The Catechism’s second point cited above allows for a variety of ways for us to read, understand, interpret, and meditate upon the Scriptures.  Both what we call Old and New Testaments are the work of the company and communities faith which produced them and reverenced them because they record and reflect the revelation of God.  We believe that the Spirit was active in their creation—call it inspiration if you will—and that the people of God, both in biblical and post-biblical times were guided by that same Spirit to choose which writings were authentic representations of that revelation.  In the end, we understand that the Bible is the work of that community (for us, the Church), even as its use continues to provide the means for that body to experience and worship the Lord.

Interpretation of Scripture, then, is the ongoing work of the Church.  We are people of a different time, with a different culture and different modes of understanding than the sacred authors who first composed these writings.  We read them in translation from the ancient languages—indeed, even when we can agree upon the Greek rendering of one of the recorded sayings of Jesus, we know that he originally uttered his teaching in the dialect of Aramaic he shared with his Galilean disciples!  Any serious attempt to understand Scripture therefore needs attention to the text and its underlying language, as well as the historical and cultural differences between its composition and our own situation.

Finally, our denomination encourages us to study the Scriptures as the Word of God for us by opening ourselves to the life of the Spirit itself, both as resident in the Body of Christ (the local congregation and the Church across time and space) and as the Spirit lives within us to challenge us to respond.  For the Scriptures sometimes offer hope and consolation, but even more often challenge us to break out of the bonds of our personal, limited perspective into the larger, divine vision which frees us to the experience of God.  Whether prophetic calls of Amos or parables of Jesus, the Word of God always humbles our ego and invites us to learn to walk with our God.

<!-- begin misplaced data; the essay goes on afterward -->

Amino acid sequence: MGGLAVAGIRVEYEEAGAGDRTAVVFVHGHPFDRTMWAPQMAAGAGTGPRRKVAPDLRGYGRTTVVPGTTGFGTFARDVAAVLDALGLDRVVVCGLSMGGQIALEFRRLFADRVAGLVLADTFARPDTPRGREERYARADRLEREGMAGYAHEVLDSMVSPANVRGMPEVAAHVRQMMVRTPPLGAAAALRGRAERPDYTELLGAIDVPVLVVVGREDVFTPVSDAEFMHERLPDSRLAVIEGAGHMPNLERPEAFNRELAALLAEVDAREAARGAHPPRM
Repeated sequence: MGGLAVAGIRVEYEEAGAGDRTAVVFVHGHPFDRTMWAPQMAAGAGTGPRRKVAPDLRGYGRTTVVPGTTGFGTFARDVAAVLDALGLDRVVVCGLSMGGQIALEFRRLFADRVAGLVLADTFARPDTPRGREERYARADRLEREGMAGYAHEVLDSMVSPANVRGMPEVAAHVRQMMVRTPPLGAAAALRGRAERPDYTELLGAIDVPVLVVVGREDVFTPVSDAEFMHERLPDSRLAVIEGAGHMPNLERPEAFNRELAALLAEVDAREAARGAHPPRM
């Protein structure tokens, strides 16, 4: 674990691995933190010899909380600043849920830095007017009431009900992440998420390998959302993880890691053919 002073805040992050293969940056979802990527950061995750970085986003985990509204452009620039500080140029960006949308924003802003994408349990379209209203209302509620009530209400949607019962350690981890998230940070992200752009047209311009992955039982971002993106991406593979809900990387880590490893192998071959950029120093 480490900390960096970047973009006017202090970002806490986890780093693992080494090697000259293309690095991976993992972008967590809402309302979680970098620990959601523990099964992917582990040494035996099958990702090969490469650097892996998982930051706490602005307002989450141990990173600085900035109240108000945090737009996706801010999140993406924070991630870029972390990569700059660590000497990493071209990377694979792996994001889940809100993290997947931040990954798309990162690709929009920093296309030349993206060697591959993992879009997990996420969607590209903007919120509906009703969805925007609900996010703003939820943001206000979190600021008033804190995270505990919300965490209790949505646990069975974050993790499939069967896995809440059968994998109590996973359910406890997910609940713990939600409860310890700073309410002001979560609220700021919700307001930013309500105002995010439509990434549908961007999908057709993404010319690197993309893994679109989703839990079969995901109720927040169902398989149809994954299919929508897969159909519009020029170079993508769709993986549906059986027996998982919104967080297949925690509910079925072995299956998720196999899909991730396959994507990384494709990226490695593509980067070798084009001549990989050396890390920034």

All this is to offer a call to join with others in our Lenten study of the means to approach the Bible.  I don’t call it a “Bible study,” because I believe our first task is to relearn how to read and engage the Scriptures before we tackle particular books or themes.  If you are interested, please attend our meetings on consecutive Thursday nights during Lent at 7:00 PM at Christ the King, Taylor.  Our first meeting is March 2nd.  I will prepare handouts for anyone attending, but I would encourage you to read Marcus J. Borg, Reading the Bible Again For the First Time: Taking the Bible Seriously But Not Literally.  It is available on Kindle, or you can purchase online elsewhere.  I can also arrange a group purchase if I know you need a copy.

Feel free to contact me billhale00(at)


Notes From Our Pastor: January 2017 – Looking Inward


January, 2017

Being someone who is obsessed by the origins of words and also with ancient history, I am aware that the month of January takes its name from the Roman god Janus, who was the keeper of doorways and entrances. Janus was depicted in sculpture as having two faces which looked in opposite directions–both forward and backward. Very apt name for the first month of the new year, linking what is past with the imminent future! But even as I wrote the previous sentences, I realized that Janus looks both inward (to the interior of a room or building) and outward on to the world outside. There is a psychic and spiritual link here: past and future, our public and communal life vs. our inner life of thought, reflection, and soul.

What prompted this line of thinking was reading that a former colleague, who was also the rector under whom I served when first ordained 27 years ago, had just died. Our work relationship had not been very positive, and my memories of that period immediately assumed a negative cast when his name appeared–something for which I am not proud to relate. What that response tells me is that, after all these years (during which I moved on in ministry and he retired from this diocese more than a dozen years ago), I had not forgiven him. Regardless of what had happened between us and the many sermons I had given on the subject of God’s grace and mercy and Christ’s example of forgiveness, I must have unconsciously harbored a spirit which had not forgiven. Looking backward and inward, I found that I lack the real forgiveness which should characterize any Christian, let alone a priest.